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FILE - In this Feb. 27, 2018 file photo commuters drive in their cars to work in Gelsenkirchen, Germany. Thousands of people die prematurely each year in Germany from the harmful effects of nitrogen dioxide, a gas that’s produced by diesel engines, according to a government-sponsored report published Thursday March 8, 2018. (AP Photo/Martin Meissner,file)

BERLIN — Thousands of people die prematurely each year in Germany from the harmful effects of nitrogen dioxide, a gas produced by diesel engines, according to a government-sponsored report published Thursday.

The study commissioned by the Federal Office for the Environment concluded that almost 6,000 people died prematurely in 2014 from illnesses that are known to be caused or aggravated by nitrogen dioxide, or NO2.

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FILE - In this Feb. 27, 2018 file photo Environment activists stand in front of the Federal Administrative Court prior to a trial in Leipzig, Germany. The German court ruled that cities can impose driving bans on diesel cars to combat air pollution. Thousands of people die prematurely each year in Germany from the harmful effects of nitrogen dioxide, a gas that’s produced by diesel engines, according to a government-sponsored report published Thursday March 8, 2018. (AP Photo/Jens Meyer,file)

The study, conducted by the publicly funded Helmholtz Center Munich and private company IVU Umwelt GmbH, used widely accepted statistical models to determine how many deaths could be attributed to NO2.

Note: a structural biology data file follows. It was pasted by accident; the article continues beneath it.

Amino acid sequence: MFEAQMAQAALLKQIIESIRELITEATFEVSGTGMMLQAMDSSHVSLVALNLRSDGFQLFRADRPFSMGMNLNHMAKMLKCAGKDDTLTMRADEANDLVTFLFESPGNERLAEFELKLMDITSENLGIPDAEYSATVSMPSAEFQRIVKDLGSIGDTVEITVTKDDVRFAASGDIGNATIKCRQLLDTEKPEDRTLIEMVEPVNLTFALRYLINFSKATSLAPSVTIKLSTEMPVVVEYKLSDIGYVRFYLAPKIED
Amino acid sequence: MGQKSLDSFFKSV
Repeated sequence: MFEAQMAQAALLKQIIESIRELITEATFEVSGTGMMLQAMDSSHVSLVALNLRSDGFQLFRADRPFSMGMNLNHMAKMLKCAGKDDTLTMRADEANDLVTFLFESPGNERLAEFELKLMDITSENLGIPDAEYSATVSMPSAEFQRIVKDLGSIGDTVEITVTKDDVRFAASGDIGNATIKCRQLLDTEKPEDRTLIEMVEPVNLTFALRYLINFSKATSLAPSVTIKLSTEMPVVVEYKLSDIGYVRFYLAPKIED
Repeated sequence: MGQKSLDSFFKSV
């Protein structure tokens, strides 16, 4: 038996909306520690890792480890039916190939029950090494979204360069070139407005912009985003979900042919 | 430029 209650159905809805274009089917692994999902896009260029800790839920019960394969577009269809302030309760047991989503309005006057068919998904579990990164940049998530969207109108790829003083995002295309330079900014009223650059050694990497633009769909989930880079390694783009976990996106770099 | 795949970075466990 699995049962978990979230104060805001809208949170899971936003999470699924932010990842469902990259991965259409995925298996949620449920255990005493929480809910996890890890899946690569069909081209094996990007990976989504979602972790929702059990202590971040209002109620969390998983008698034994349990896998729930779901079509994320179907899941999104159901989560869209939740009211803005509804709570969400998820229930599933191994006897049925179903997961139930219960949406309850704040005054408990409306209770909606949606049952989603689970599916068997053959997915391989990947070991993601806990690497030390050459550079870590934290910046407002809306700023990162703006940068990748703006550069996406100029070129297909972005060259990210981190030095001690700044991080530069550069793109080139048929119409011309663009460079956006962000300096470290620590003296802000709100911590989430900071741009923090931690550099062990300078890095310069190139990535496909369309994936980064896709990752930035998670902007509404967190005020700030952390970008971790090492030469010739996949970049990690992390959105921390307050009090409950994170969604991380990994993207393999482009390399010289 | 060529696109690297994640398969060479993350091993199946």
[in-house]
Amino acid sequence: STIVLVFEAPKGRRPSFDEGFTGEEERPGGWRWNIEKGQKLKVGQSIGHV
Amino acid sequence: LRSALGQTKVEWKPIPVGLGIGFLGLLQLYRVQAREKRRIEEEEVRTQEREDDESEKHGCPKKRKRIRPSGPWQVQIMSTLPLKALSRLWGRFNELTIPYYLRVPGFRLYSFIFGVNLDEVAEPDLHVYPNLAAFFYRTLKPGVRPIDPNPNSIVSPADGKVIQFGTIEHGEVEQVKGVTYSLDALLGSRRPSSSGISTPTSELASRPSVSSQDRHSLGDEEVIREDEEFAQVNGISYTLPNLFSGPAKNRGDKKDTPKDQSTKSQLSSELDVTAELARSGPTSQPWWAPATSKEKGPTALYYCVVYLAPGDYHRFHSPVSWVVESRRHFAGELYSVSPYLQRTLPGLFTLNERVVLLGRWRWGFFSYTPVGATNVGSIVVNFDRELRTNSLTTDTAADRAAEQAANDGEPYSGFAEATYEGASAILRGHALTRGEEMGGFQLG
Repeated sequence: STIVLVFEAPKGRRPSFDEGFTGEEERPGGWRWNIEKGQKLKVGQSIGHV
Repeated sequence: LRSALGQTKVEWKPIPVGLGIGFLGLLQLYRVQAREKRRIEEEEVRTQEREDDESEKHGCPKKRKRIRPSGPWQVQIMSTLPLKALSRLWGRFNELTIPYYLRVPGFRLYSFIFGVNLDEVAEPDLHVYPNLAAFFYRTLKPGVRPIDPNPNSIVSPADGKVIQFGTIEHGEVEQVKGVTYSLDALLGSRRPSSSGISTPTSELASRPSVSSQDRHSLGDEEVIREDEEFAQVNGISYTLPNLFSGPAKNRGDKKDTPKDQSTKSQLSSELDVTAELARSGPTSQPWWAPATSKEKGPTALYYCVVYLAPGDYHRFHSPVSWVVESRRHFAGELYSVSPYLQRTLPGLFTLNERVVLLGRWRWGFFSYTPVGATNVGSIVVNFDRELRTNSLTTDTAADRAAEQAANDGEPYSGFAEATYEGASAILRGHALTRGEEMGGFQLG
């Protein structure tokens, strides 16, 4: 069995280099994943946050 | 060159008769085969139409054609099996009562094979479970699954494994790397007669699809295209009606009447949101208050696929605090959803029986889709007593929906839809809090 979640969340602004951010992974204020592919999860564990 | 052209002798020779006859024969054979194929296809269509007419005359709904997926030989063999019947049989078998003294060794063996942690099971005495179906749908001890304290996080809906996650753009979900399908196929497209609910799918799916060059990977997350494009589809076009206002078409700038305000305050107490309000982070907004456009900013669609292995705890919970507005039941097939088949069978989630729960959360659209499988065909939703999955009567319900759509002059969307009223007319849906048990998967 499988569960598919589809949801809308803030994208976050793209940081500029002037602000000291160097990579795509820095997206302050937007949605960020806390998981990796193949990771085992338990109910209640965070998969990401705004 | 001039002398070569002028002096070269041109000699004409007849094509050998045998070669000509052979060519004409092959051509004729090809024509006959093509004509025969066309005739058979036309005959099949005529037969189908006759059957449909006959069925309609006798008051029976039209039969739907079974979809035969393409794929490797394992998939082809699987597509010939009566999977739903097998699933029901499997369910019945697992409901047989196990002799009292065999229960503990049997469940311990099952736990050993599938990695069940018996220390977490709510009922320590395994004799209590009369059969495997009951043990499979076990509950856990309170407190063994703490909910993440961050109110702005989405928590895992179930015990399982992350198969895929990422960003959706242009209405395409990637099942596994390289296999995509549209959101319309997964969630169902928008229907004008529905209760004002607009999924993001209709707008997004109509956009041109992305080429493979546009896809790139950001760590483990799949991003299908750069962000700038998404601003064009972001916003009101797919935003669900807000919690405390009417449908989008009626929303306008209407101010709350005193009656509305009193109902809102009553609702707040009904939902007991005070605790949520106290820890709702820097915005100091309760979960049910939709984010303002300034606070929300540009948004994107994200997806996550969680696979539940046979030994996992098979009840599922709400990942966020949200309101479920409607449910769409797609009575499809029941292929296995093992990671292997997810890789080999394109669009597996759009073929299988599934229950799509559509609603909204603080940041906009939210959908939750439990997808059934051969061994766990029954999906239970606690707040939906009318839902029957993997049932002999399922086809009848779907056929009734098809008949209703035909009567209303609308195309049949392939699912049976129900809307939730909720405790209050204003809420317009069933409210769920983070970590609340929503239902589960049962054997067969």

It compared deaths from diabetes, asthma and other diseases with emissions records in cities and the countryside.

The 172-page report was published a week after a German court ruled that cities can ban the use of diesel cars as part of measures to improve air quality.

"This study shows how much nitrogen dioxide harms health in Germany," the head of the Federal Office for the Environment, Maria Krautzberger, said. "We should do everything to make our air clean and healthy."

The report found that the number of deaths fell from a peak of 8,157 in 2008, in line with a gradual decline in NO2 emissions in Germany.

It took a conservative approach, only examining diseases that have a well-established link with NO2 and excluding the impact in areas where emissions are below 10 micrograms per cubic meter.

Still, it found the disease burden was up to 50 percent higher in areas with significant NO2 levels than in those areas where emissions were below the study threshold.

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